With an epidemic of addiction to opioid painkillers on the rise, researchers say they've found an alternative for pain relief from an unlikely source – a small snail found in the Caribbean Sea. Scientists from the University of Utah say the little cone snail Conus regius produces a venom that blocks a pain pathway different from the one that opioids act upon.

"Nature has evolved molecules that are extremely sophisticated and can have unexpected applications," says Baldomero Olivera, professor in biology at the University of Utah. "We were interested in using venoms to understand different pathways in the nervous system."

Interestingly, cone snail venom has also been found to be a possible source of insulin.

The Utah team isolated a compound from the venom called Rg1A that blocks a type of pain receptors in rodents known as a9a10 nicotinic acetylcholine receptors (nAChR). The find adds to the relatively small number of non-opioid-based pathways that could be the key to treating chronic pain with less risk of addiction to painkillers.

The snail-derived compound also exhibited a surprising bonus, its pain-reducing effects lasted long after the substance had been processed by the body.

"We found that the compound was still working 72 hours after the injection, still preventing pain," said J. Michael McIntosh, professor of psychiatry at the University of Utah Health Sciences.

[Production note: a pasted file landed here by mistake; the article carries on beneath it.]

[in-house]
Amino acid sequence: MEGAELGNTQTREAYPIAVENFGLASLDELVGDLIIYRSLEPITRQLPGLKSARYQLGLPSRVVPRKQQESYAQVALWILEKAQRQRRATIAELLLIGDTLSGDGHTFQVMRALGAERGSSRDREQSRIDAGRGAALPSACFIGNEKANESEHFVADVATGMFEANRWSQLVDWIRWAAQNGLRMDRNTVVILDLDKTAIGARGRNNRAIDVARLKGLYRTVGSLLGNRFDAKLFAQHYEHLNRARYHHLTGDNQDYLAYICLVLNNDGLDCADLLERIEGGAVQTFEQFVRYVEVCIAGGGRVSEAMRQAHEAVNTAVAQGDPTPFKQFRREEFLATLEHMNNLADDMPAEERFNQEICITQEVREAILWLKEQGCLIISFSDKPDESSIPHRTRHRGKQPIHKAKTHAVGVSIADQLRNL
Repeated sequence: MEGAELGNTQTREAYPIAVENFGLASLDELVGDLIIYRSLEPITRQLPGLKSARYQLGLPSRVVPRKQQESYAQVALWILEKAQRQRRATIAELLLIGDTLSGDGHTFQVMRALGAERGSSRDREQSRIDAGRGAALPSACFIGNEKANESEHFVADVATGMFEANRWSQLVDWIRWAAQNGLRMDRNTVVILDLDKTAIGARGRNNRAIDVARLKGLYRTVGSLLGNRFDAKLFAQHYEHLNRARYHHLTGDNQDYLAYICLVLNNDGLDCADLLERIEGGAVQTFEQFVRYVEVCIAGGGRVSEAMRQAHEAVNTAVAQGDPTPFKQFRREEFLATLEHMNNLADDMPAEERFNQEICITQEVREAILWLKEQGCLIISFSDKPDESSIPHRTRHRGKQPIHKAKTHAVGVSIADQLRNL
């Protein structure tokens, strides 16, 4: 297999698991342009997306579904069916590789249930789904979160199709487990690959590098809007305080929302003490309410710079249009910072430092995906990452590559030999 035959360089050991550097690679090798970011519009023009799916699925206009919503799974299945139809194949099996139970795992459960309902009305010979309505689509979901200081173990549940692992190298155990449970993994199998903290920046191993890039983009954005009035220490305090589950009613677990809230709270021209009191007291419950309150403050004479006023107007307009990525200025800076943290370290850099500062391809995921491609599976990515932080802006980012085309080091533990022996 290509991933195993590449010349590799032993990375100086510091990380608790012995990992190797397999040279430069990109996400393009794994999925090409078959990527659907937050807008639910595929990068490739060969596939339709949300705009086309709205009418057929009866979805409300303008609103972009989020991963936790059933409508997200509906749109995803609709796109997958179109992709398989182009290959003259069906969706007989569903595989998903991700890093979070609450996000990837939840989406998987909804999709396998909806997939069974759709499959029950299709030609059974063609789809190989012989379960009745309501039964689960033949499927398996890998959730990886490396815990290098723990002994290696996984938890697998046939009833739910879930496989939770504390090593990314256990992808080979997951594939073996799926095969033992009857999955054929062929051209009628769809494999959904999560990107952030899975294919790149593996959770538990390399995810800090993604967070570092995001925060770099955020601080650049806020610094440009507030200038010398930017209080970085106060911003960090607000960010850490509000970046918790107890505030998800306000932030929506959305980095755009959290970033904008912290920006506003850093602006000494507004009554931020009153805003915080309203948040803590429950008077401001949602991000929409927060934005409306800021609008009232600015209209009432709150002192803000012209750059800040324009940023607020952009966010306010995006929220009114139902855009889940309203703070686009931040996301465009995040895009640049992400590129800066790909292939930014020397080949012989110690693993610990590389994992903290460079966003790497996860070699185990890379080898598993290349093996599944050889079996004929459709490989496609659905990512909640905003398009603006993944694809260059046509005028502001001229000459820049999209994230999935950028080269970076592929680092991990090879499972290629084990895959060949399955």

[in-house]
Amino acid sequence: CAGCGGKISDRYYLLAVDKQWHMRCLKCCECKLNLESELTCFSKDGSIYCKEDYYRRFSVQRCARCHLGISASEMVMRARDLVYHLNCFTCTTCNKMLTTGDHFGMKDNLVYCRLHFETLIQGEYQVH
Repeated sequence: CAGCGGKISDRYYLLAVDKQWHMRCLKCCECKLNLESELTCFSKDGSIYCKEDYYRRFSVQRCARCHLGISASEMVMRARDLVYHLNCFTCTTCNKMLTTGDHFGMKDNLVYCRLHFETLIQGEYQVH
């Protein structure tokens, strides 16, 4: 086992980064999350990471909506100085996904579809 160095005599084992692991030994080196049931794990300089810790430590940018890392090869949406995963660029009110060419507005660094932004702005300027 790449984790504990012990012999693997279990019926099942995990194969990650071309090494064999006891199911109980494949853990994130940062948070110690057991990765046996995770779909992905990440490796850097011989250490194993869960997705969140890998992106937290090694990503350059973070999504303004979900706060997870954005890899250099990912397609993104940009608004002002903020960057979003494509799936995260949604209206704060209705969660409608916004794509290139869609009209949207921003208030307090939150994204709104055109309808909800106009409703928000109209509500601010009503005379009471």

He says this could mean the compound actually has a regenerative effect on parts of the nervous system. It may be able to reduce the root cause of chronic pain rather than just temporarily addressing the symptoms.

"Once chronic pain has developed, it is difficult to treat. This compound offers a potential new pathway to prevent chronic pain from developing in the first place and also offers a new therapy to patients with established pain who have run out of options," he said.

The team's research was published in the Proceedings of the National Academy of Sciences on Monday.

The researchers went a step beyond animal testing and developed a number of synthetic versions of the compound better configured to work on the corresponding pain pathway receptor in humans.

While the compound has yet to be tested on actual humans, the researchers are taking the next steps to investigate the safety and effectiveness of its use as a potential new drug therapy that could then move towards clinical tests.